• The Act limits the ability of covenants, conditions, and restrictions, typically enforced by homeowner associations (HOA), and local governments to restrict solar installations. These are perhaps the most well known and important provisions.
• But the Act also creates the legal right to a solar easement and requires local governments to preserve passive cooling and heating opportunities to the extent feasible in new development projects.


Hero Program – Tax Deductible
On July 21, 2008 Gov. Arnold Schwarzenegger signed Assembly Bill 811 into law which allowed for contractual assessments on property owners for energy efficiency improvements. AB 811 authorized all California cities and counties to designate areas within which willing property owners could enter into contractual assessments to finance the installation of distributed renewable energy generation , as well as energy efficiency improvements. https://en.wikipedia.org/wiki/California_Assembly_Bill_811_%282008%29
From this law, the Hero Program, and others, were created. Where the Hero Program has been allowed, property owners can self assess themselves the financing for solar panels and other energy efficiency improvements. Because these assessments are not Ad Valorem, or based on a percentage of the value of the property, whether the principal portion of the assessment was tax deductible was in question. Since this assessment is of a Melo-Roos type of assessment the tax deductibility of the non-interest portion of the assessment was in question, but was resolved to be tax deductible, please continue reading below.

California Prop 13, The People’s Initiative to Limit Property Taxes was passed in 1978 limiting any Ad Valorem property taxes based on a percentage value of the property, to 1% of the value of the property.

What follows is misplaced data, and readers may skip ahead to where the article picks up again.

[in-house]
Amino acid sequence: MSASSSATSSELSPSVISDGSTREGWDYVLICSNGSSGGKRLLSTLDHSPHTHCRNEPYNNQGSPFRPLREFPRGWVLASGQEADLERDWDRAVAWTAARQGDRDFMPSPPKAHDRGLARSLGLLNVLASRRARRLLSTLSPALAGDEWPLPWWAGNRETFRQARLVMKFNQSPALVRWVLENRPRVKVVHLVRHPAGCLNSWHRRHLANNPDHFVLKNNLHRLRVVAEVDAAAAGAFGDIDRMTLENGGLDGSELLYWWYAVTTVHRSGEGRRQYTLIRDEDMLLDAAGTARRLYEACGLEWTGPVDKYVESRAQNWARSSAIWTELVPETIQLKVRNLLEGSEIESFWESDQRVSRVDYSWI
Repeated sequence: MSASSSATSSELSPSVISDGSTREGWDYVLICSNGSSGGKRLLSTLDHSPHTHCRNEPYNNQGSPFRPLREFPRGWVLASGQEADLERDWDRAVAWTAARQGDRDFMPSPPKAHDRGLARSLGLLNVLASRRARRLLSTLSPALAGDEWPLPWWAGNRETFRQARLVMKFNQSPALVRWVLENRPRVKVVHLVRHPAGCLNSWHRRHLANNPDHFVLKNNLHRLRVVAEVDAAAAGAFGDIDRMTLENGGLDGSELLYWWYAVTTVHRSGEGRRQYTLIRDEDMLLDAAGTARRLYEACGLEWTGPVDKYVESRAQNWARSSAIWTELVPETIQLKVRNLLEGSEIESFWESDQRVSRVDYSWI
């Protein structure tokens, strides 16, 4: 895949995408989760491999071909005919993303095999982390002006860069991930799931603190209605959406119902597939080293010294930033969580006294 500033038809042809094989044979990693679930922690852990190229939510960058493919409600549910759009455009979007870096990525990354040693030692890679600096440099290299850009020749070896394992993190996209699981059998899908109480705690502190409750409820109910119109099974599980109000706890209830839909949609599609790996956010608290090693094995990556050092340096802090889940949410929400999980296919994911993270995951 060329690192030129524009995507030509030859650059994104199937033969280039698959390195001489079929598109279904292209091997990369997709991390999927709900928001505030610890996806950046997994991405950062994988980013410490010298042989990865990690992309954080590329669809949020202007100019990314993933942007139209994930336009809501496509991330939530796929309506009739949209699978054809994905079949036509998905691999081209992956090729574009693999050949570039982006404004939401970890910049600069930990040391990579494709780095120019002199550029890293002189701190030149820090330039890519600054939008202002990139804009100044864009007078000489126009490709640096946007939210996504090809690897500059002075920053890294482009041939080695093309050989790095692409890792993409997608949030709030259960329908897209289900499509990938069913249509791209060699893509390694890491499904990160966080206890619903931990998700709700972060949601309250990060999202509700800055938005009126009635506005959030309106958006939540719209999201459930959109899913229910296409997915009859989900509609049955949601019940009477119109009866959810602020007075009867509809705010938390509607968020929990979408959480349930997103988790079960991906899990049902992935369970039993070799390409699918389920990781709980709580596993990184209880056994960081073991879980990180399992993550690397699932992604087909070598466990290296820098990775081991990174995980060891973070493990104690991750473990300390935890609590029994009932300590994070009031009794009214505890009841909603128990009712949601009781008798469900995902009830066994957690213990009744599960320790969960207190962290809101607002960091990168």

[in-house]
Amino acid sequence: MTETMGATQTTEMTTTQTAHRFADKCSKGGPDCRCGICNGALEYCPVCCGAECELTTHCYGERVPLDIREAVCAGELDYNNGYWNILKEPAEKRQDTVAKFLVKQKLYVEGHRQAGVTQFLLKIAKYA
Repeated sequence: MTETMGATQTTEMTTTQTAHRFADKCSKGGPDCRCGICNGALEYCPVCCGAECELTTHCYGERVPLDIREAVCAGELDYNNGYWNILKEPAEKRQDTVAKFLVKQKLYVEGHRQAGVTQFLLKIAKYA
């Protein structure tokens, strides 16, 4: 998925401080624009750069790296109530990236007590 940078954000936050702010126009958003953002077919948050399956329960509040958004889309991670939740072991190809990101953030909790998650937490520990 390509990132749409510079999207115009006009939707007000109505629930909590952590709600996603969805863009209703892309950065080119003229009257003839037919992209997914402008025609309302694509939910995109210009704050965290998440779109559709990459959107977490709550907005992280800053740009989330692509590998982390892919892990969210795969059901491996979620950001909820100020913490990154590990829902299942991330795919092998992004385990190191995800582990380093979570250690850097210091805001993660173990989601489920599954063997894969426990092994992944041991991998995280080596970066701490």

Melo-Roos, non Ad Valorem tax assessments – After Prop 13, in 1982, the Community Facilities Act (more commonly known as Mello-Roos) become law which allowed for other, non-Ad Valorem tax assessments to be made on property owners. These Melo-Roos taxes were used to build roads and other municipal needs. Initially these Melo-Roos tax assessments were not considered to be tax deductible, since they were not Ad Valorem, and were considered to increase the equity of a home. Since then, though, the IRS has stated “Assessments on real property owners, based other than on the assessed value of the property, may be deductible if they are levied for the general public welfare by a proper taxing authority at a like rate on owners of all properties in the taxing authority’s jurisdiction, and if the assessments are not for local benefits (unless for maintenance or interest charges).” https://www.irs.gov/pub/irs-wd/12-0018.pdf
Since the Hero Program, as created under AB 811 is based on a statewide need for energy efficiency and is not a local benefit, among other things, it qualifies as being a tax deductible property tax for the IRS. Like always, each individual case is different and you should always consult your tax expert.
On November of 2011 the California Franchise Tax Board conformed to the IRS stance on Real Estate Tax Deductions and allowed the entire property tax bill, not just the Ad Valorem, but all of the Melo-Roos type assessments as well, to be tax deductible.
And so, for tax preparers the common practice now is to deduct the entire property tax bill, with no itemization’s, which includes the Hero Program tax assessment.  Just ask your tax preparer.